Original source: Materials Today
Advances in the processes that create long chain polymers from small organic molecules – or monomers – have enabled their ubiquity in everything from cosmetics, drugs, and biomedical devices to paints, coatings, adhesives, and microelectronics. But the conditions for polymerization have to be just right.
The most common process, called radical polymerization (RP), uses radical chemistry to join monomers into a polymer chain. Over the last 25 years, the process has been refined and adapted to give better control over the final product. One particularly useful extension of the process is atom transfer radical polymerization (ATRP), developed by Krzysztof Matyjaszewski and his team at Carnegie Mellon University in the 1990s, which is simple to set up and can produce a wide range of functional materials.
“ATRP has become an everyday, rather than a specialty, polymerization method as a result of the breadth of available techniques and their robustness, conjoined with the simplicity of the reaction set up,” says Matyjaszewski.
In a comprehensive review, he and co-author Pawel Krys explain how ATRP uses Cu complexes to drive polymerization in a rather surprising way [European Polymer Journal 89 (2017) 482–523]. In conventional RP, the reaction proceeds very quickly, giving no time to tailor the chemical structure of the polymers produced. ATRP, by contrast, switches the growing polymer chains between a dormant ‘sleeping’ state and brief periods of activity. Extending the reaction time from a few seconds up to many hours provides a window of opportunity for manipulation of the polymers’ chemical structure.
“All the polymer chains start growing at the same time and grow synchronously, which allows polymers with narrow molecular weight distribution, desired molecular weight, and complex architectures to be obtained easily,” explains Matyjaszewski.
ATRP comes in two flavors: original (or ‘normal’) and ‘activator regeneration’. In the normal form, equivalent amounts of an initiator – usually an alkyl halide containing a halogen atom such as chlorine or bromine – and a catalyst in the lower oxidation state are used. A catalyst in this form, however, is unstable and difficult to handle. To get around this, and reduce the amount of catalyst required, activator regeneration ATRP uses an oxidized catalyst and a reducing agent to regenerate the metal in the lower oxidation state continuously and drive the polymerization. Lower levels of catalyst are desirable from both economic and environmental points of view.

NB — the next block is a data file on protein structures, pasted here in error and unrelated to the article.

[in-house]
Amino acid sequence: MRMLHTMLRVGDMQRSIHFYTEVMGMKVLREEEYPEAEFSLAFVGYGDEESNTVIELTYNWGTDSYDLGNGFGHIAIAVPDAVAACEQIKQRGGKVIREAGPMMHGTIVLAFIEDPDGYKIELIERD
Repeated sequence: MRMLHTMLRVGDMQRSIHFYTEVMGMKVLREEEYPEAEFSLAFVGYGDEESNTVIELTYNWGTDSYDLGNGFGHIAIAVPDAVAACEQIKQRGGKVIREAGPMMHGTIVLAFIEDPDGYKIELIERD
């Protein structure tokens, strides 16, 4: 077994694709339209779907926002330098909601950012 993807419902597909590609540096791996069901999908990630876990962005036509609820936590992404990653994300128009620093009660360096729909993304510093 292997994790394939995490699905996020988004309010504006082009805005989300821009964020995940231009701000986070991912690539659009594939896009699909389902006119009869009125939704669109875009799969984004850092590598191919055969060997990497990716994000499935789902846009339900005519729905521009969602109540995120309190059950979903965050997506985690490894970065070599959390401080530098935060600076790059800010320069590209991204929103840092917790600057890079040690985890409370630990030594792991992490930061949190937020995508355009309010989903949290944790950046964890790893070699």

More recently, interest has turned to metal-free catalysts and new ways of controlling the polymerization reaction externally.
“Light is an external stimulus, so polymerization can be stopped and restarted by turning on or off, or tuned by adjusting the irradiation wavelength, source intensity, and the distance from the reaction vessel,” points out Matyjaszewski. “Other stimuli include electrical current or mechanical forces that can provide spatiotemporal control and turn on/off polymerization.”
Substantial progress has been made in ATRP over the last 20 years and the future promises to be no less exciting. ATRP offers a simple setup, uses a wide range of commercially available reaction components, and can be conducted under different conditions, including ones that are biologically relevant. Better understanding of ATRP is paving the way for new advances in process optimization and commercialization of new products.
Ultimately, further refinement of ATRP could enable more sustainable, efficient, and ‘greener’ polymerization with substantially improved control, suggest Maciek Kopec and G. Julius Vancso of the University of Twente and senior editor of European Polymer Journal.
“Thanks to the deep mechanistic understanding provided by Matyjaszewski and co-workers, ATRP has become the technique of choice for the easy preparation of well-defined polymers and will continue to establish its enabling role in materials chemistry, with an increasing number of ATRP-made commercial products,” they say. “In the future, we anticipate a growing number of studies using the ATRP toolbox to synthesize sophisticated, complex polymer architectures such as block copolymers, bottlebrushes or (bio)hybrids with applications in medicine, energy conversion/storage, and other areas.”